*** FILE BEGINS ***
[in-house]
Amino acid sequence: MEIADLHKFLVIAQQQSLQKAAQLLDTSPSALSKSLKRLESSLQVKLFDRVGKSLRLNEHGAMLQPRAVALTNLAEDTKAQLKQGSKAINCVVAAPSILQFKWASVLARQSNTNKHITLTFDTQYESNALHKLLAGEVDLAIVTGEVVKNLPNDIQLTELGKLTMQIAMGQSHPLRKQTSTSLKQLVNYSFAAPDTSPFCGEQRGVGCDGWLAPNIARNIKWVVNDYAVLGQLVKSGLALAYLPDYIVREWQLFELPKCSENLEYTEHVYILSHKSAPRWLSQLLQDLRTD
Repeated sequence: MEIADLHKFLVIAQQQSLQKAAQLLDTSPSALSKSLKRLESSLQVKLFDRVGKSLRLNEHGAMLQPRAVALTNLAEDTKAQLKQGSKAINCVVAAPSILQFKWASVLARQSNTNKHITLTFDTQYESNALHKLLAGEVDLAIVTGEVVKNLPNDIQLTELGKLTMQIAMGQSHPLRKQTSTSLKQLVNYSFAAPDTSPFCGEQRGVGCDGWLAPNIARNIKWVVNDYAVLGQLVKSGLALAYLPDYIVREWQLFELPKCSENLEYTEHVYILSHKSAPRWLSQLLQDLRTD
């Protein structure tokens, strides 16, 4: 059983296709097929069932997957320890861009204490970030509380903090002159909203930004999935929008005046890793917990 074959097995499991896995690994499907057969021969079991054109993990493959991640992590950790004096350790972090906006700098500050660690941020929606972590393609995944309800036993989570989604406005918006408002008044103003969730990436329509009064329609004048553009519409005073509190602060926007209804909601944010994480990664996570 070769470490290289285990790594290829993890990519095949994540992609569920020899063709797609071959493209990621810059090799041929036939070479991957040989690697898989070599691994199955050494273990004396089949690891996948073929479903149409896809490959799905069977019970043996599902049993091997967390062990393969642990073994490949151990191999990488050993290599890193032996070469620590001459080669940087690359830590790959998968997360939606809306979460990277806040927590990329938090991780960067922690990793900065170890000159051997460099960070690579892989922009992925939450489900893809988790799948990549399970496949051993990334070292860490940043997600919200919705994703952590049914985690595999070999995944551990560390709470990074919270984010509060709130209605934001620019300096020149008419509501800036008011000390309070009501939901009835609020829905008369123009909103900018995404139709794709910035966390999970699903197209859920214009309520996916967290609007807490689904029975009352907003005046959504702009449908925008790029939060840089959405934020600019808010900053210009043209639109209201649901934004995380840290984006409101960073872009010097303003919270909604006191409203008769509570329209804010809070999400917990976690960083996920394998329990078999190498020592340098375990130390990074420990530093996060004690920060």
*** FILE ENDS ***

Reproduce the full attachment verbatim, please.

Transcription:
[in-house]
Amino acid sequence: MEIADLHKFLVIAQQQSLQKAAQLLDTSPSALSKSLKRLESSLQVKLFDRVGKSLRLNEHGAMLQPRAVALTNLAEDTKAQLKQGSKAINCVVAAPSILQFKWASVLARQSNTNKHITLTFDTQYESNALHKLLAGEVDLAIVTGEVVKNLPNDIQLTELGKLTMQIAMGQSHPLRKQTSTSLKQLVNYSFAAPDTSPFCGEQRGVGCDGWLAPNIARNIKWVVNDYAVLGQLVKSGLALAYLPDYIVREWQLFELPKCSENLEYTEHVYILSHKSAPRWLSQLLQDLRTD
Repeated sequence: MEIADLHKFLVIAQQQSLQKAAQLLDTSPSALSKSLKRLESSLQVKLFDRVGKSLRLNEHGAMLQPRAVALTNLAEDTKAQLKQGSKAINCVVAAPSILQFKWASVLARQSNTNKHITLTFDTQYESNALHKLLAGEVDLAIVTGEVVKNLPNDIQLTELGKLTMQIAMGQSHPLRKQTSTSLKQLVNYSFAAPDTSPFCGEQRGVGCDGWLAPNIARNIKWVVNDYAVLGQLVKSGLALAYLPDYIVREWQLFELPKCSENLEYTEHVYILSHKSAPRWLSQLLQDLRTD
């Protein structure tokens, strides 16, 4: 059983296709097929069932997957320890861009204490970030509380903090002159909203930004999935929008005046890793917990 074959097995499991896995690994499907057969021969079991054109993990493959991640992590950790004096350790972090906006700098500050660690941020929606972590393609995944309800036993989570989604406005918006408002008044103003969730990436329509009064329609004048553009519409005073509190602060926007209804909601944010994480990664996570 070769470490290289285990790594290829993890990519095949994540992609569920020899063709797609071959493209990621810059090799041929036939070479991957040989690697898989070599691994199955050494273990004396089949690891996948073929479903149409896809490959799905069977019970043996599902049993091997967390062990393969642990073994490949151990191999990488050993290599890193032996070469620590001459080669940087690359830590790959998968997360939606809306979460990277806040927590990329938090991780960067922690990793900065170890000159051997460099960070690579892989922009992925939450489900893809988790799948990549399970496949051993990334070292860490940043997600919200919705994703952590049914985690595999070999995944551990560390709470990074919270984010509060709130209605934001620019300096020149008419509501800036008011000390309070009501939901009835609020829905008369123009909103900018995404139709794709910035966390999970699903197209859920214009309520996916967290609007807490689904029975009352907003005046959504702009449908925008790029939060840089959405934020600019808010900053210009043209639109209201649901934004995380840290984006409101960073872009010097303003919270909604006191409203008769509570329209804010809070999400917990976690960083996920394998329990078999190498020592340098375990130390990074420990530093996060004690920060």